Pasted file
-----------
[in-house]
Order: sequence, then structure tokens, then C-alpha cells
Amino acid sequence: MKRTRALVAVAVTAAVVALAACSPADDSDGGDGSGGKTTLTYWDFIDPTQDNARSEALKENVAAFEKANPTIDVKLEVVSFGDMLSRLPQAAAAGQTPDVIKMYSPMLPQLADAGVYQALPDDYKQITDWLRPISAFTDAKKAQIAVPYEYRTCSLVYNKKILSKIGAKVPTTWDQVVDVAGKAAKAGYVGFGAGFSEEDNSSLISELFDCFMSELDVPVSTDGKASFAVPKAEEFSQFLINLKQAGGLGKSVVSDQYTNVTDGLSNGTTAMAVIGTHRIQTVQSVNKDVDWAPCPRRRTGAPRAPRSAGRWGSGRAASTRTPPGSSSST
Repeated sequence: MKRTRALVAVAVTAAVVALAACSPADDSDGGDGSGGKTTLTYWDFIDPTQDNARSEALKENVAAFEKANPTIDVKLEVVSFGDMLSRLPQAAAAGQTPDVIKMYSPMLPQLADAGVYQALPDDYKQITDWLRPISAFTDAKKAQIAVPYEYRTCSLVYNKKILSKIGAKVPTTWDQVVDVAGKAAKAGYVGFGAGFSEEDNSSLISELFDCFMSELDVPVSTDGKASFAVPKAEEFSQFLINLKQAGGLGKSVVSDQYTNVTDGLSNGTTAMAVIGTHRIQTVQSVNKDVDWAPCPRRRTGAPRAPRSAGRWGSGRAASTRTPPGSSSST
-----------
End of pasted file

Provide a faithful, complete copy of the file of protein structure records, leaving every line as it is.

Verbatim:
[in-house]
Order: sequence, then structure tokens, then C-alpha cells
Amino acid sequence: MKRTRALVAVAVTAAVVALAACSPADDSDGGDGSGGKTTLTYWDFIDPTQDNARSEALKENVAAFEKANPTIDVKLEVVSFGDMLSRLPQAAAAGQTPDVIKMYSPMLPQLADAGVYQALPDDYKQITDWLRPISAFTDAKKAQIAVPYEYRTCSLVYNKKILSKIGAKVPTTWDQVVDVAGKAAKAGYVGFGAGFSEEDNSSLISELFDCFMSELDVPVSTDGKASFAVPKAEEFSQFLINLKQAGGLGKSVVSDQYTNVTDGLSNGTTAMAVIGTHRIQTVQSVNKDVDWAPCPRRRTGAPRAPRSAGRWGSGRAASTRTPPGSSSST
Repeated sequence: MKRTRALVAVAVTAAVVALAACSPADDSDGGDGSGGKTTLTYWDFIDPTQDNARSEALKENVAAFEKANPTIDVKLEVVSFGDMLSRLPQAAAAGQTPDVIKMYSPMLPQLADAGVYQALPDDYKQITDWLRPISAFTDAKKAQIAVPYEYRTCSLVYNKKILSKIGAKVPTTWDQVVDVAGKAAKAGYVGFGAGFSEEDNSSLISELFDCFMSELDVPVSTDGKASFAVPKAEEFSQFLINLKQAGGLGKSVVSDQYTNVTDGLSNGTTAMAVIGTHRIQTVQSVNKDVDWAPCPRRRTGAPRAPRSAGRWGSGRAASTRTPPGSSSST